This routine determines what to do if the mouse position
reaches a boundary.
state should be either
MOUSE_WRAP, MOUSE_NOWRAP, or a bitwise or of MOUSE_WRAPX,
MOUSE_WRAPY, MOUSE_WRAPZ, MOUSE_WRAPRX, MOUSE_WRAPRY, or
MOUSE_WRAPRZ. These define if all or the respective coordinates wrap or are clipped at the ends.
This variable has been overloaded for the case of
multi-dimensional mice that support rotations and can be
used to select the coordinate system used to return the
current position of the mouse.
If the above value of state is also ored with
MOUSE_ROT_RX_RY_RZ, rotational information will be returned
as the angular position as expressed by the total angle wound
around the X, Y, and Z axes. This is the simplest coordinate
system to use, but its also the least useful, since angular
rotations about perpendicular axes dont commute. There are
situations where this system might be useful, for controlling
truly independent quantities, such as color, with each axis
being used to dial a level of red, green, or blue, but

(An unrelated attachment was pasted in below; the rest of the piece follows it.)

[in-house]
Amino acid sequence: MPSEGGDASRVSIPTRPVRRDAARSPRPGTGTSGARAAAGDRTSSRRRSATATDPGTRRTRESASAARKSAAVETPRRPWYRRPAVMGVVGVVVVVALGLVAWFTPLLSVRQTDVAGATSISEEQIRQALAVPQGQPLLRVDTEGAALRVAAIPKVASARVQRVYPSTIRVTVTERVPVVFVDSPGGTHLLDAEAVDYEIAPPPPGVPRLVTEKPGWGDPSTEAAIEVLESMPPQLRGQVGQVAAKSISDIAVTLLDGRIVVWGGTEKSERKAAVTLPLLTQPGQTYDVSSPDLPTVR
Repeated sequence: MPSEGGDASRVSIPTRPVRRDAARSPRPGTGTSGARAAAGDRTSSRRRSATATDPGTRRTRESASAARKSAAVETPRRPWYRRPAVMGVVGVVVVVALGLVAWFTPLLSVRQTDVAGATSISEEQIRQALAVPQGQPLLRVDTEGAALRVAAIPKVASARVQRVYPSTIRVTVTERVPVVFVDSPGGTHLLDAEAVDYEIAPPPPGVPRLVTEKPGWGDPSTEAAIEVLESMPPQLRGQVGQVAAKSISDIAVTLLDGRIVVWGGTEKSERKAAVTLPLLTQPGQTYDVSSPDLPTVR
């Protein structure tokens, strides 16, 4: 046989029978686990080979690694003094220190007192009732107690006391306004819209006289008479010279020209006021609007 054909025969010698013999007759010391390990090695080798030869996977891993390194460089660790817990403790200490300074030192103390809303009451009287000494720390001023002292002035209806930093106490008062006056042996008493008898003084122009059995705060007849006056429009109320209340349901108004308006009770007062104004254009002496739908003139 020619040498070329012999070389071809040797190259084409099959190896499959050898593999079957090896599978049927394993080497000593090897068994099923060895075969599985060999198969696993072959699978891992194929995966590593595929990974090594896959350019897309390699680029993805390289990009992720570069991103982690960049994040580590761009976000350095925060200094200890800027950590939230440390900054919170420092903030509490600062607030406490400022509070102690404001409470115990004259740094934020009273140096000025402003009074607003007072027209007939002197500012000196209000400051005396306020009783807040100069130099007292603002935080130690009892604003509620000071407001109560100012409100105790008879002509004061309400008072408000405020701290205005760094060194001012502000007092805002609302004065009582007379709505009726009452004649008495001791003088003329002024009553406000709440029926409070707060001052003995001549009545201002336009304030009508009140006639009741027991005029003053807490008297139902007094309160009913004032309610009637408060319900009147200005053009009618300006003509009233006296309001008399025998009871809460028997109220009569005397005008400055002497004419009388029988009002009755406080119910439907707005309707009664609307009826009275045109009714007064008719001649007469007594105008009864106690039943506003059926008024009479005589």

for modeling the actual orientation of a physical object,
its utterly hopeless.
If state is instead ored with
MOUSE_ROT_INFINITESIMAL, the angular positions returned are expressed as differences
from the previously reported position. If the differences
are sufficiently small, the angular displacements will
commute with each other and can be used to track the motion
of a physical object.
Other coordinate systems, such as yaw, pitch, and roll,
could be defined, but havent been done due to lack of
time. If you feel you need this feature, send mail
to Eric Sharkey <email@example.com>
and he just might consider coding it up.
MOUSE_WRAP and MOUSE_ROT_COORDS can be used to mask out the
bits used for wrap and coordinate states, respectively.
This manual page was edited by Michael Weller <firstname.lastname@example.org>. The
exact source of the referenced function as well as of the original documentation is
It is very likely that both are at least to some extent are due to
Harm Hanemaayer <H.Hanemaayer@inter.nl.net>.
Occasionally this might be wrong. I hereby
asked to be excused by the original author and will happily accept any additions or corrections
to this first version of the svgalib manual.